Jobim and de Moraes began working more independently of each other, and with other collaborators, in the ’70s. De Moraes died in 1980, while Jobim continued writing, recording, and performing. Always a passionate environmentalist and conservationist, he wrote and recorded “The Waters of March” in 1974–music and lyrics, in both Portuguese and English. The song is a celebration of nature; brilliant in its simplicity, it consisting of little more than a few, repetitive notes coupled with lyrics that basically list many of the little things we rarely notice that make up life. It has been called “his masterpiece” and “his most perfect composition” by music historians, and is still my favorite song of all time (yes, including the songs of the Beatles).
It has been covered hundreds of times by artists all over the world, but to me, the definitive version was recorded by Sergio Mendes and Brasil ’88 for their album Brasil ’88 (released in 1978). The band recorded the song on an earlier album as well, but this version achieves absolute perfection. You can hear it here, in the clip posted below.
While bossa nova began to lose favor in the mainstream by the late ’60s and early ’70s, many up & coming singers and musicians, boasting a deep devotion to Jobim in particular, were determined to keep the genre alive. Throughout the ’80s and beyond, this younger generation carried on the tradition, and they continue to do so today. These followers include Jorge Ben, Oscar Castro-Neves, Djavan, Leila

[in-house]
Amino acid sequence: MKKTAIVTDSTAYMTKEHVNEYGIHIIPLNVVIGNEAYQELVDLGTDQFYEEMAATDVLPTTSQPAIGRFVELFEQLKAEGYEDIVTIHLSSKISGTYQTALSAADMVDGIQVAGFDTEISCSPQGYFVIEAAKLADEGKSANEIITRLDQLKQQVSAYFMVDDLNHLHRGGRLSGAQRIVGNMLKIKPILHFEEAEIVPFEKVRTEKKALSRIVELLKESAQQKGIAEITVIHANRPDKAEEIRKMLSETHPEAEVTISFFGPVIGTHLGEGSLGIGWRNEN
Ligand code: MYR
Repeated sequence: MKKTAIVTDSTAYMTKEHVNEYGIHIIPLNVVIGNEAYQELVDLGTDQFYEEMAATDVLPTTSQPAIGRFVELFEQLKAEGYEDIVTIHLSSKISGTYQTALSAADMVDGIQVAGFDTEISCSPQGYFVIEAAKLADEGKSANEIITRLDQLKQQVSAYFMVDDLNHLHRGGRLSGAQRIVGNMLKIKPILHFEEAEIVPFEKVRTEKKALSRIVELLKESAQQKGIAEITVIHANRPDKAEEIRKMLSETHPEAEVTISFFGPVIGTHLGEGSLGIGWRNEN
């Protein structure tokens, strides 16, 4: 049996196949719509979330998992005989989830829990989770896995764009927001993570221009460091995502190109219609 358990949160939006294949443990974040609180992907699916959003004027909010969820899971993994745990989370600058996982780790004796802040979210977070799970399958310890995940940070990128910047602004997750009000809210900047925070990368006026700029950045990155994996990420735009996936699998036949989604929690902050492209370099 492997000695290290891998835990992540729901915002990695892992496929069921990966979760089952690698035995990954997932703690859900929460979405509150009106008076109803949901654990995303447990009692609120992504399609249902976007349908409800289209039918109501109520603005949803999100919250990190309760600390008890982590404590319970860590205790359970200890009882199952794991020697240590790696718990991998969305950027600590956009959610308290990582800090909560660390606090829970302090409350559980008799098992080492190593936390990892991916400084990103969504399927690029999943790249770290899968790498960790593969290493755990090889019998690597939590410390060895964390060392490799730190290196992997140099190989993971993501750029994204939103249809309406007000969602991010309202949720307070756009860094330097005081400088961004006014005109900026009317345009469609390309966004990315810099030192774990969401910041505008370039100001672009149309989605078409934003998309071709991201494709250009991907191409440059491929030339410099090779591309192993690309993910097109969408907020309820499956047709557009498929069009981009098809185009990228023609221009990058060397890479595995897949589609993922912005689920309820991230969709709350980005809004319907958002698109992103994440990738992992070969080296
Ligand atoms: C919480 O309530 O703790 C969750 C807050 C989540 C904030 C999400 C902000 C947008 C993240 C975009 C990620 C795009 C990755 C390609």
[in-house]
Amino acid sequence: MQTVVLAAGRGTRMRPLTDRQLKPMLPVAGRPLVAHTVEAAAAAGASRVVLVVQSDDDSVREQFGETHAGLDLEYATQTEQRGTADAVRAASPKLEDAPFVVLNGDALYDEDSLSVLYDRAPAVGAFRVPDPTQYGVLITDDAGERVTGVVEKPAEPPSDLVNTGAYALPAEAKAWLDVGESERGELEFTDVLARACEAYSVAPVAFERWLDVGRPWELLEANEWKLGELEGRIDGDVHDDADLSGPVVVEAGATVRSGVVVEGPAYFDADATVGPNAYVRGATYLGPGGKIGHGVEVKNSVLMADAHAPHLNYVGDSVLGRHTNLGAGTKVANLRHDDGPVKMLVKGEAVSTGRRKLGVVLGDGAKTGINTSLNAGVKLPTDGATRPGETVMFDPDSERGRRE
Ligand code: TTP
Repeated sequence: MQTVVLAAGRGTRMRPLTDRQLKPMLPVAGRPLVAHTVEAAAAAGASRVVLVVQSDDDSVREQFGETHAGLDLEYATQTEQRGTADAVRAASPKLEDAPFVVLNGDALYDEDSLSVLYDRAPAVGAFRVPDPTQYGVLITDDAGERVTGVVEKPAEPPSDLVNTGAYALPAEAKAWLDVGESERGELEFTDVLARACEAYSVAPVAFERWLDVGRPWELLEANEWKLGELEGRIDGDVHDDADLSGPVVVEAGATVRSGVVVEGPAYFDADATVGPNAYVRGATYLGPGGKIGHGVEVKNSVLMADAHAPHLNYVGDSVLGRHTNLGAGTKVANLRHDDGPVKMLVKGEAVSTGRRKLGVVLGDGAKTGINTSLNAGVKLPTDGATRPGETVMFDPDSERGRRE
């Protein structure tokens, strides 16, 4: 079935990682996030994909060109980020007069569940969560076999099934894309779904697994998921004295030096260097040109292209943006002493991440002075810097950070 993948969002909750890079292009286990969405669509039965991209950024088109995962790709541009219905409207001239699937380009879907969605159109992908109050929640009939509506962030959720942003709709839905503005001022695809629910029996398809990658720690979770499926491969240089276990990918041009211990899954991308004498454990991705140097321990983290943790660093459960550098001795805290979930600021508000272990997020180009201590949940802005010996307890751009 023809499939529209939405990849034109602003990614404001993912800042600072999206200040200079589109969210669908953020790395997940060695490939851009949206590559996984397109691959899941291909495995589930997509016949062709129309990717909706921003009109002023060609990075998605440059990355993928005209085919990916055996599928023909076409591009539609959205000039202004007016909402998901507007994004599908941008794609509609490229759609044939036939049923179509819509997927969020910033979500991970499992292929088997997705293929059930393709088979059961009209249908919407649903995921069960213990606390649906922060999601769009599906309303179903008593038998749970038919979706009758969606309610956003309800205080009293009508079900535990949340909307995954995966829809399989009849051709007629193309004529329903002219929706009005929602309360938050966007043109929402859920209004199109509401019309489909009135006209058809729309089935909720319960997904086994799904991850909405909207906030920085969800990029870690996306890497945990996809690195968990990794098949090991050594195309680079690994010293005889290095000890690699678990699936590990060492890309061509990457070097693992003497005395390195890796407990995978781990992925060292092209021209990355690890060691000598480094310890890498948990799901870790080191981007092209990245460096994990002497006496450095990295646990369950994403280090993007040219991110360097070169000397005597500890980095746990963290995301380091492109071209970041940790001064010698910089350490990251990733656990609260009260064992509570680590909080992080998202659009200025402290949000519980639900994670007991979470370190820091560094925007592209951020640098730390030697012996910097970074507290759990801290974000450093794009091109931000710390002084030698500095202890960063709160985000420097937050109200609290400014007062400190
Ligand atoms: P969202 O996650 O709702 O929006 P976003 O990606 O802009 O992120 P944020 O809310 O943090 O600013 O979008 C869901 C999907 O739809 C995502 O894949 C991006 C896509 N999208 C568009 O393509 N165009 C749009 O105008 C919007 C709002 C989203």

Pinheiro, Ana Caram, Elaine Elias, and Celso Fonseca. Jobim honored his disciple and student Caram on her debut album by playing on some of her renditions of his classics (he died in 1994 from complications following heart surgery).
Eliane Elias is a sort of Brazilian Diana Krall, i.e. a world-class jazz pianist with a soft, sensual voice and tremendous respect for her musical predecessors. She, like Ana Caram, has recorded several albums, some consisting only of Jobim’s songs, featuring her unique interpretations of them.
Even the pop singer Basia, born and raised in Poland, and whose early ’90s hit “Time and Tide” established her in America, is a devoted bossa nova fan. She lists Astrud Gilberto, former wife of Joao and original singer of “The Girl From Ipanema,” as one of her singing heroines.
Basia co-writes her own songs, and her albums are chock full of her and collaborator Danny White’s tasteful bossa nova arrangements (she covered “The Waters of March” as well).
By the way, the albums by all of the artists I’ve mentioned are available at Amazon.com, so they’re not as tricky to find as you might think.
There are so many more recordings I can recommend (feel free to contact me for details), but for now, here are two video clips: a 1986 visit with Jobim by Today Show host Jane Pauley (not as cringe-inducing as I expected it to be), and the audio track of the aforementioned Brasil ’88 version of “Waters of March.” Now if you’ll excuse me while I head out into the summer sun with bossa nova on my iPod, and mentally replacing the New Jersey maple trees here with gently swaying cocoanut palms.
Until next week…